The Left-Right Ideology: Its Meaning Across Countries and Over Time

Research question/goal: 

The study investigated the meaning components of the political codes “left” and “right”, and more in particular how these meaning components are determined, and how they vary across time and space. It started out from the assumption that meaning components of the main dimension of ideological contestation – this is the left-right dimension at least throughout the Western world – are not static but dynamic, and that party competition is the main socio-political mechanism capable of defining those meaning components. While this assumption is derived from previous scholarship (e.g. Fuchs and Klingemann 1990), it is largely ignored in recent leading empirical studies based on the CMP database (and its time and space invariant RILE index intending to measure the left-right positions of political parties). The measurement of both manifesto content and left-right positions of political parties are controversial issues. As regards the former, the study started out from the original CMP expert codes (as made available by Mapping Policy Preferences II data sets) and utilized factor analytic routines to identify the latent content dimensions of these party manifestos. Regarding the latter, the average perception (identified by arithmetic means) of the left-right location of relevant political parties by entire national electorates (partisans and non-partisans of the relevant parties) was used as identified in representative post-election surveys. The study established that the relation between (the latent dimensions of) manifesto content and the left-right position of political parties is not a constant but a variable. Where parties are perceived to be located in terms of left and right does depend on their emphasis regarding salient issues and on their position regarding relevant policies in different countries and at different points of time. The degree of party system consolidation has also a role to play: the more consolidated, the greater the “impact” of manifesto content on voters’ perceptions of party location.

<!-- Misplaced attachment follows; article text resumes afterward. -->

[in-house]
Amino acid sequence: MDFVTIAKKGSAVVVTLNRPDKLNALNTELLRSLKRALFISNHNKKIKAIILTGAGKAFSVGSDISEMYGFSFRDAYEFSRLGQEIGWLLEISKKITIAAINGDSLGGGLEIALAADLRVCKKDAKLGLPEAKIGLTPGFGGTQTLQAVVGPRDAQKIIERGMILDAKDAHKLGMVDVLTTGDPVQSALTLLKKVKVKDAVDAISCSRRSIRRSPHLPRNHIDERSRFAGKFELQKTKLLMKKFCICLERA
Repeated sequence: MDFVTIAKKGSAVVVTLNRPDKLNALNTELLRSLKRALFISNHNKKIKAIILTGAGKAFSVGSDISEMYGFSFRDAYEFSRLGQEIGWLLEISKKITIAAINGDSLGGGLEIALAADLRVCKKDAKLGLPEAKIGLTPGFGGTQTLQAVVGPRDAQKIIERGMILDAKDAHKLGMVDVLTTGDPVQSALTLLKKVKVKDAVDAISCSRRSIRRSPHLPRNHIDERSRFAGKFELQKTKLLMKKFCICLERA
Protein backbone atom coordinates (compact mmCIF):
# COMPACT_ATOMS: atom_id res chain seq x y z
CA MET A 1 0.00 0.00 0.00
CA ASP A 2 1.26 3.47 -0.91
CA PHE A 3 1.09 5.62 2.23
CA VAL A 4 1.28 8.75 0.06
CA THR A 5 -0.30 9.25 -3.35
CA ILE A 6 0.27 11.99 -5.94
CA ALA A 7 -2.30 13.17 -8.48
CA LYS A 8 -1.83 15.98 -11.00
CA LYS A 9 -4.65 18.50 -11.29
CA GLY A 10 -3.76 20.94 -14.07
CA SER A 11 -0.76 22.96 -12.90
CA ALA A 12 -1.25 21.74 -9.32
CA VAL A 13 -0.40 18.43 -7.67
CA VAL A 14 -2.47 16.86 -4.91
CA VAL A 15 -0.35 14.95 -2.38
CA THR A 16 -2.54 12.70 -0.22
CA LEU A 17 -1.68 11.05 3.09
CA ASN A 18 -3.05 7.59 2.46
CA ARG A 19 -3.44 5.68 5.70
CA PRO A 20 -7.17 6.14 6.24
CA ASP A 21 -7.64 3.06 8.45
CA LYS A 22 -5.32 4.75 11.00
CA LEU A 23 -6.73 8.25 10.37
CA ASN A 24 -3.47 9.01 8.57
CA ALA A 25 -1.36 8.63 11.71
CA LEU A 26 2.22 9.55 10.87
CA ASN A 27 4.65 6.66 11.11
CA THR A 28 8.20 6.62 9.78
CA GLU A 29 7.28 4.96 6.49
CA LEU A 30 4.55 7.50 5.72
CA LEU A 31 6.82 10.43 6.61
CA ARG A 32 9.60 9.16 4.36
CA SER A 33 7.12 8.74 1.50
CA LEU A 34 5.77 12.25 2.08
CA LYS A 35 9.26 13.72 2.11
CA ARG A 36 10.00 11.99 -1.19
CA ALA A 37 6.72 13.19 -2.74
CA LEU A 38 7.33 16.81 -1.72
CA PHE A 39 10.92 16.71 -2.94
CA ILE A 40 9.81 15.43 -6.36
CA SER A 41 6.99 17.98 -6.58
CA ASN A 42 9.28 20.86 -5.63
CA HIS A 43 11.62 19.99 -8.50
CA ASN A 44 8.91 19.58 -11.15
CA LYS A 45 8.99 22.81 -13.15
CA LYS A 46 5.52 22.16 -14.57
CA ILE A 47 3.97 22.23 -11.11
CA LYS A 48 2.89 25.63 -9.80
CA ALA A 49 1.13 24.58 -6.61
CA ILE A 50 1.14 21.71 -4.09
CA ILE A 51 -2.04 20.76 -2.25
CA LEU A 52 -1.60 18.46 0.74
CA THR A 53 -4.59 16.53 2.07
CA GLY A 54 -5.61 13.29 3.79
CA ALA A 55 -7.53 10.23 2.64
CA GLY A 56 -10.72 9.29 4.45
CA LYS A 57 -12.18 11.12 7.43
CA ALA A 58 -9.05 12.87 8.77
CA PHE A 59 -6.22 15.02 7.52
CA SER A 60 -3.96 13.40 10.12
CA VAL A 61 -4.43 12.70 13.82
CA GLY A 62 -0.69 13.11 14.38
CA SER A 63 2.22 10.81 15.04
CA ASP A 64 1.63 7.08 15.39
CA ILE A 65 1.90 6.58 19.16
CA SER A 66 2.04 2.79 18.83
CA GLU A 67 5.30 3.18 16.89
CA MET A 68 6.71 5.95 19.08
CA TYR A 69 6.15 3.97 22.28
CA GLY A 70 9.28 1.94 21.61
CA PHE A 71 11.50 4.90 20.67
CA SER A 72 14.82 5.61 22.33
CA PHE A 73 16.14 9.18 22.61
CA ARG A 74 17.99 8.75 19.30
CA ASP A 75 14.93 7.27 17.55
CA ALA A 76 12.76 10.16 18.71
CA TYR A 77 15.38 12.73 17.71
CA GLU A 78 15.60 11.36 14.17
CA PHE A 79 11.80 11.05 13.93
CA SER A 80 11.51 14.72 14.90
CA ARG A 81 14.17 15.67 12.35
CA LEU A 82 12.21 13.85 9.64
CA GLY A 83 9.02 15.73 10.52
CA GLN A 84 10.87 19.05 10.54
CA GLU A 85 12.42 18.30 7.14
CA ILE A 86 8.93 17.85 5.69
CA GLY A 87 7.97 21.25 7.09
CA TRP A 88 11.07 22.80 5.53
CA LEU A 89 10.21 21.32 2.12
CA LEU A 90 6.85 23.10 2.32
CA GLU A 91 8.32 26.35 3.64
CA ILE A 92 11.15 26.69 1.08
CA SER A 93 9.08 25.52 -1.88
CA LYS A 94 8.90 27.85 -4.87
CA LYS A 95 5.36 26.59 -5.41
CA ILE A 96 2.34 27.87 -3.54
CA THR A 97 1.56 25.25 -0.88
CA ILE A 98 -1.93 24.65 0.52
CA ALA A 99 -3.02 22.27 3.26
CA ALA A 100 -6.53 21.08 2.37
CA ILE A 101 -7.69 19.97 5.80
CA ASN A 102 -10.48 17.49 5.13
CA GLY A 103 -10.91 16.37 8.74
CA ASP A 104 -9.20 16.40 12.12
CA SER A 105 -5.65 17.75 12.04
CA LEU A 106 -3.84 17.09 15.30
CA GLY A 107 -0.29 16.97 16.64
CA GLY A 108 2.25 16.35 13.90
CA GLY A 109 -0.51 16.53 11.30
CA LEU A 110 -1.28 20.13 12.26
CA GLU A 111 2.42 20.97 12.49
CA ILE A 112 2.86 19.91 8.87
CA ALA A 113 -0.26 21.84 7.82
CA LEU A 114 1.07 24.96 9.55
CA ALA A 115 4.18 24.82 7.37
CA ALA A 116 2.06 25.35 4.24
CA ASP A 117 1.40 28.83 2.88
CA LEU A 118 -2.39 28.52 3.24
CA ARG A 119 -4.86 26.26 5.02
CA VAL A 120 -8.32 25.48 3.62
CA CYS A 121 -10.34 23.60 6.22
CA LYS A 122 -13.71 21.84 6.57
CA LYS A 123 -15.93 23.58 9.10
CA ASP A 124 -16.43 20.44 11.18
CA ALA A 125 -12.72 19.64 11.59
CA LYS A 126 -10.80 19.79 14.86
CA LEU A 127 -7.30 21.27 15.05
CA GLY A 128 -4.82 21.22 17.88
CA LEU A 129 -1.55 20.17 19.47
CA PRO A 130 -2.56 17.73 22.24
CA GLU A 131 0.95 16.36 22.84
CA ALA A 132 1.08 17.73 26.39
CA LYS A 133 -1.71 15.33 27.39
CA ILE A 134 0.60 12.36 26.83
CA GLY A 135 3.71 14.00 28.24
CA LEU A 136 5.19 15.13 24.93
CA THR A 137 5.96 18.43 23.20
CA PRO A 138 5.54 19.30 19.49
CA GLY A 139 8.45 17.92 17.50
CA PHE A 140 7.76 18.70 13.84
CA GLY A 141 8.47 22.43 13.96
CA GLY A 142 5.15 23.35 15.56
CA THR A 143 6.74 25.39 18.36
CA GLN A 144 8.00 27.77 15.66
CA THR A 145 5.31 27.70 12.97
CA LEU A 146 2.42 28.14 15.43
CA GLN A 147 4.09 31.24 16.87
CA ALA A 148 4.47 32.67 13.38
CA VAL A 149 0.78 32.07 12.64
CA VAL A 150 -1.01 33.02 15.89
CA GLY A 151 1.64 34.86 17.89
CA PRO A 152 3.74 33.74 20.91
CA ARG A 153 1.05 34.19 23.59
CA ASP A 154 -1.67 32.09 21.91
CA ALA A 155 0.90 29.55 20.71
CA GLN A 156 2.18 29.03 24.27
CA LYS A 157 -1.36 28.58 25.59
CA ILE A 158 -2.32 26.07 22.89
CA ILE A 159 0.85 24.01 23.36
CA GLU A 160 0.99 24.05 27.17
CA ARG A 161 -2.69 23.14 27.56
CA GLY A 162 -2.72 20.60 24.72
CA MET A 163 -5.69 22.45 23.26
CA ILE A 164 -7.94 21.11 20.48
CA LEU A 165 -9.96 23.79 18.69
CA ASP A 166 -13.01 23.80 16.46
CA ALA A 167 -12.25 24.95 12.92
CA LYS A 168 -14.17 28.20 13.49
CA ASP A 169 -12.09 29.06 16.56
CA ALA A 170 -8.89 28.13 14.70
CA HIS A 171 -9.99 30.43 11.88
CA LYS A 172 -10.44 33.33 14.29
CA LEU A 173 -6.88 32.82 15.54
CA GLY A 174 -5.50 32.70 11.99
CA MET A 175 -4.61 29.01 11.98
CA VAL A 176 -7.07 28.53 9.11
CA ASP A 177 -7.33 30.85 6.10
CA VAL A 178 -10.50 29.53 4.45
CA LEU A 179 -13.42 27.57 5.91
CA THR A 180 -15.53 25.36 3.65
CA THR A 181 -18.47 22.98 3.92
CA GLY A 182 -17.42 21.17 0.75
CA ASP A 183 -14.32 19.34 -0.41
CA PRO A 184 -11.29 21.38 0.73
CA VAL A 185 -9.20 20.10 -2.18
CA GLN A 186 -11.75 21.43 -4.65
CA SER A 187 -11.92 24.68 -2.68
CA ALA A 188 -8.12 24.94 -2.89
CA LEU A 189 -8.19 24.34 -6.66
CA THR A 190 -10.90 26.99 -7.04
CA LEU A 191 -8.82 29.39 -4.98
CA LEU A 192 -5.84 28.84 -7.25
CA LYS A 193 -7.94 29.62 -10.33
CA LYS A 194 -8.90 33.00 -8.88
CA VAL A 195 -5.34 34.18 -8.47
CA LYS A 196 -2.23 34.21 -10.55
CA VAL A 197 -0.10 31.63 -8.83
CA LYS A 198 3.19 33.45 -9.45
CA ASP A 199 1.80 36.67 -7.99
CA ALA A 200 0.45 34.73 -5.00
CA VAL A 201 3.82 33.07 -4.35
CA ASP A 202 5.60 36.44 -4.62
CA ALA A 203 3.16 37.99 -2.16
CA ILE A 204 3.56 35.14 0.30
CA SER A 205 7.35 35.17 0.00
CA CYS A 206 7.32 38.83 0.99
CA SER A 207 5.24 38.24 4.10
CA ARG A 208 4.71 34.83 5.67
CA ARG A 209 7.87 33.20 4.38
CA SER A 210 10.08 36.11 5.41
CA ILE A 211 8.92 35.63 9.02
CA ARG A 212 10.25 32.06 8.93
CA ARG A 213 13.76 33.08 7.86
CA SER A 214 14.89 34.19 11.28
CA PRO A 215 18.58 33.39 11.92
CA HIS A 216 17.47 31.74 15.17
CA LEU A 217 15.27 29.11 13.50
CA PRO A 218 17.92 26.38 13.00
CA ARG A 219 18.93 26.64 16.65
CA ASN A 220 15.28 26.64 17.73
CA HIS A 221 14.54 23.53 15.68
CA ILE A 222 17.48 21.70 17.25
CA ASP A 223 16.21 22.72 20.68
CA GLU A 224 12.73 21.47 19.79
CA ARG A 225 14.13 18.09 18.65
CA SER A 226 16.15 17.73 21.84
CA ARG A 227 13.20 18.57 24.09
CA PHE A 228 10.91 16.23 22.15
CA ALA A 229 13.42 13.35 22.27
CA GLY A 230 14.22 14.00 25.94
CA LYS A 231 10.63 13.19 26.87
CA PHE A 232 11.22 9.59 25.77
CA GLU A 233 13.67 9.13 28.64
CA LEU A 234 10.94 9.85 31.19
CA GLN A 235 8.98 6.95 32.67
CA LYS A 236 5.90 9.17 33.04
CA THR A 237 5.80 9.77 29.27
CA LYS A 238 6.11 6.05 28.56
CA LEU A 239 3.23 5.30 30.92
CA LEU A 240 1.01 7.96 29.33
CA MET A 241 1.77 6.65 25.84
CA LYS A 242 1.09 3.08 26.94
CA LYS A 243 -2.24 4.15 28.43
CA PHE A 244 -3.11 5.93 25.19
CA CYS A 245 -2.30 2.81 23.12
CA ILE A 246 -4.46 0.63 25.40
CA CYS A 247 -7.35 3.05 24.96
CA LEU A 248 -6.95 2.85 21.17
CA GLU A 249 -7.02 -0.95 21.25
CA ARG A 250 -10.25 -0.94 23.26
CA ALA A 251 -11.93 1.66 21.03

Fact sheet

2006 to 2012
Data Sources: 
content-analyses of party programmes, national election studies, candidate surveys
Geographic Space: